If I had a car and drove it on the freeway all day, and longed for shiny restaurants that I could see my reflection in from all directions, this would be my soundtrack, but since I'm on the tram staring into the back of some funky malodorous frown machine, I'm not sure it's appropriate.
Some very jammin' tracks like the Rick James influenced 'Let it Flow' break up the lovey-dovey layered vocal arrangements these broads are famous for.
Almost like a Nagel painting or a Mercedes Benz logo. - Keith Kirchner
Call me a slag but there's nothing more likely to rock my discotek than a sizeable dollop of acid-trance. Granted, it may not be the most innovative musical genre around but for good, wholesome, peel-me-off-the-ceiling fun, a screaming 303, a massive breakdown and a blazing finalé does the damage every time.
For that little extra twist Humanoid burrows a sample from the Stakker classic of the same name, stirs in a breakbeat section and adds salt to taste. In the words of the Liberator DJs "it's not intelligent, it's not from Detroit, but it's fuckin 'avin it. - Chris Sadler
The Mollusk (Warner/Elektra)
The twists and turns of Ween's six-disc career have taken them as well as us on a Journey of Zappa-tistic proportions. Last year's tribute to Nashville (as good a reminder of who really is a man's best friend as there had been in the 90's), definitely had the casual observer wondering about the next move.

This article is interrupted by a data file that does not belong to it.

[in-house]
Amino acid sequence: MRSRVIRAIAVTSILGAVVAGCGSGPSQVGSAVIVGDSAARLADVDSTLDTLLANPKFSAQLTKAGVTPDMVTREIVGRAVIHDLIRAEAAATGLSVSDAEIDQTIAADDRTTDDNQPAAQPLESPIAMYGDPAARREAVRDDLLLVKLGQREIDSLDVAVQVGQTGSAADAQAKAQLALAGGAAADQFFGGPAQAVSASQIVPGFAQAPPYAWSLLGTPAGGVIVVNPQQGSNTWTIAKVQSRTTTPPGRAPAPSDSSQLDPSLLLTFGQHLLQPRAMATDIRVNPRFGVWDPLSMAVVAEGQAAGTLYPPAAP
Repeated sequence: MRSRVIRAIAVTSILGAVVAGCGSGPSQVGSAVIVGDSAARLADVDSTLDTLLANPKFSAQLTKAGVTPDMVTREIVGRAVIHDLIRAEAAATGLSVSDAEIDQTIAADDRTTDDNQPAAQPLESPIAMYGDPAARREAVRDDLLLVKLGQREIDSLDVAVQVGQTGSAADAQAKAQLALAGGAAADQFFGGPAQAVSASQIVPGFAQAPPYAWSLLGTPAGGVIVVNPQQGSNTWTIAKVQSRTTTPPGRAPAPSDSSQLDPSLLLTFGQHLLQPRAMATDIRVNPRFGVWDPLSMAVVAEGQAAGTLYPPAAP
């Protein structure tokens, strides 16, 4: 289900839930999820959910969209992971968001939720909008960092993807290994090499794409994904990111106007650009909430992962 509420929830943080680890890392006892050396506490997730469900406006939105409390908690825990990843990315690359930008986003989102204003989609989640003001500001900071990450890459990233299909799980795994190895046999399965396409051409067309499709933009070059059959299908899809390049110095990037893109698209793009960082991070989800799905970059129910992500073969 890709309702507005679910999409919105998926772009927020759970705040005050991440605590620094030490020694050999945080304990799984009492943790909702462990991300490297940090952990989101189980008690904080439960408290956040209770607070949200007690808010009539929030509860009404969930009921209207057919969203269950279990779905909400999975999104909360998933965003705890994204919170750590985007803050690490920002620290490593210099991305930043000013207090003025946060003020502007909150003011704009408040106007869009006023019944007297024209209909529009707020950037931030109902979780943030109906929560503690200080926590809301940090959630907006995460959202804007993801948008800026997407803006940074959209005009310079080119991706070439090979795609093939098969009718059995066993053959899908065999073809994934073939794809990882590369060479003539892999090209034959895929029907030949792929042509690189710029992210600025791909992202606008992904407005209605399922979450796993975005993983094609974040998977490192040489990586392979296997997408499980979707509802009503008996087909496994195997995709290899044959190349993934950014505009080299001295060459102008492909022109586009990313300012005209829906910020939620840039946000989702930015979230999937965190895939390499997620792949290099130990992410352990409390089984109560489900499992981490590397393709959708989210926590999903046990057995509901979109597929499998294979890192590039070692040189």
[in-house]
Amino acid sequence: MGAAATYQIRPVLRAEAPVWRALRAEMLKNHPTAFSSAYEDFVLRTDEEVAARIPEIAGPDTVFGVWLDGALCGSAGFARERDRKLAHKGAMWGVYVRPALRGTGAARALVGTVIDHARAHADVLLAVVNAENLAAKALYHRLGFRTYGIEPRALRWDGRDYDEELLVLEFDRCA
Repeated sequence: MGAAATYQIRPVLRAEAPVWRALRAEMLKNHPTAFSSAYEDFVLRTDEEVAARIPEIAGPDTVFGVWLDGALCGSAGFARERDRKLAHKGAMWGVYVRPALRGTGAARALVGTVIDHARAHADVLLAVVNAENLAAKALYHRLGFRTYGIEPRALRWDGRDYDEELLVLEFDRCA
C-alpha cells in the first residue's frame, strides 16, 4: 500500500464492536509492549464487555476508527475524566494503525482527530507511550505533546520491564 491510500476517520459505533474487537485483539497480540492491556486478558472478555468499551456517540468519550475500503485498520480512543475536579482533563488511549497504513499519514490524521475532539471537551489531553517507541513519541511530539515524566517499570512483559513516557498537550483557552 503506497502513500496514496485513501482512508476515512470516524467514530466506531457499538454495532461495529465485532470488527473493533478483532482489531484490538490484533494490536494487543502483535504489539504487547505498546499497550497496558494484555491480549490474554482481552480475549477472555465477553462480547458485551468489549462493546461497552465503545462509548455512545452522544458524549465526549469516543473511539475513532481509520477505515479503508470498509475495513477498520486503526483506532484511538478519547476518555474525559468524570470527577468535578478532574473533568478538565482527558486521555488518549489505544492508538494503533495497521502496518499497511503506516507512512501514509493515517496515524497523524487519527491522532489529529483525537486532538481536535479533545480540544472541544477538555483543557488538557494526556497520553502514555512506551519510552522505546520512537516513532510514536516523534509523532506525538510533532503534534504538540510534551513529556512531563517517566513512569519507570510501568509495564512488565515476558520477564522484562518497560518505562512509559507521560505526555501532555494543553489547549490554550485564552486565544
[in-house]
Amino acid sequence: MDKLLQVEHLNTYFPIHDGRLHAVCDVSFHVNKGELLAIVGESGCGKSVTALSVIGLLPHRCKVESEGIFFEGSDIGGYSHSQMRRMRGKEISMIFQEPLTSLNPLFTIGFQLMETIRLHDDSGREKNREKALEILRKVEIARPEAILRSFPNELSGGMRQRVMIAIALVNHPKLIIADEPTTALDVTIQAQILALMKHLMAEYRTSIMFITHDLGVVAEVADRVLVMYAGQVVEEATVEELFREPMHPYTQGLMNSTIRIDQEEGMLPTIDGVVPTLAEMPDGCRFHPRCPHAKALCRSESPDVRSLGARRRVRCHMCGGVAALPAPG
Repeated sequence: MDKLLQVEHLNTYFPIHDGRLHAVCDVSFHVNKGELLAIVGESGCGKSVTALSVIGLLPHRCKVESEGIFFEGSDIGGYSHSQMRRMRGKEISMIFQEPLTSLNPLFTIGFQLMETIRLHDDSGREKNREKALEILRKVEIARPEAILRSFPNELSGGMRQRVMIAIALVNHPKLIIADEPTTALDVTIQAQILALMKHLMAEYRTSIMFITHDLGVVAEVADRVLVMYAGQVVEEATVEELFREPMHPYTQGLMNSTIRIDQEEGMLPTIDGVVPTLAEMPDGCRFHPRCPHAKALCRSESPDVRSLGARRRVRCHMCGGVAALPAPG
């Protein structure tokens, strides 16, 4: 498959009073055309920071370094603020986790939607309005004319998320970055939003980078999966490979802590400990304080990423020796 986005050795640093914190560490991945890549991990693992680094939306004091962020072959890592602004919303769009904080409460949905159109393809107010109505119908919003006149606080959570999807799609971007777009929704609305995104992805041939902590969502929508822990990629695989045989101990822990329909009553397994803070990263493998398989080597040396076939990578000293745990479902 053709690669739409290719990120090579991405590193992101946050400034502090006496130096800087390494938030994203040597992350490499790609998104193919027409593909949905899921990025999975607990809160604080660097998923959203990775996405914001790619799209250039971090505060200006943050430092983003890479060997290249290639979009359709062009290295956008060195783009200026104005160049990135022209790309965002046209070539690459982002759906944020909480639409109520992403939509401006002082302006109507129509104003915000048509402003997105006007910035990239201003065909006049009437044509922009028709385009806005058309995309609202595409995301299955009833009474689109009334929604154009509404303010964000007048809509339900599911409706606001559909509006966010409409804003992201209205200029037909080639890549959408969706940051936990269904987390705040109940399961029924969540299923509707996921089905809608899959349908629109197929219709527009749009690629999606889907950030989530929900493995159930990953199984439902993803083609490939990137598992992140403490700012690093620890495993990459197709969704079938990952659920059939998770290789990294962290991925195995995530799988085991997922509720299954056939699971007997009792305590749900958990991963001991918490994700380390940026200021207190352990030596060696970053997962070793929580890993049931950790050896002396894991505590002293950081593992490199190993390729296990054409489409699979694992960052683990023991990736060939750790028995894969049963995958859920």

The Mollusk kinda feels like XTCs Skylarking, with its precise production, and its variety of atmospheres. You'll learn the secrets of the golden eel, kissed with mutilated lips, and be reassured that it will indeed be all right, even as your dick is waving in the wind…
Really, one of the most f'ed up outfits out there, right along side Leonard Cohen, Captain Beefheart, and Zappa. - Keith Kirchner
Kind of Blue (Columbia)
This 20-track remastered version of the all-time definitive statement of Miles Davis' cool period (if not of the entire genre), as well as the sweetest and most flowing gestation in collaborating with John Coltrane includes an alternative version of 'Flamenco Sketches' which bends the impressionistic exactitude into a little brighter and a little moodier gem, punctuated with a completely fresh statement from Cannonball Adderly on his solo.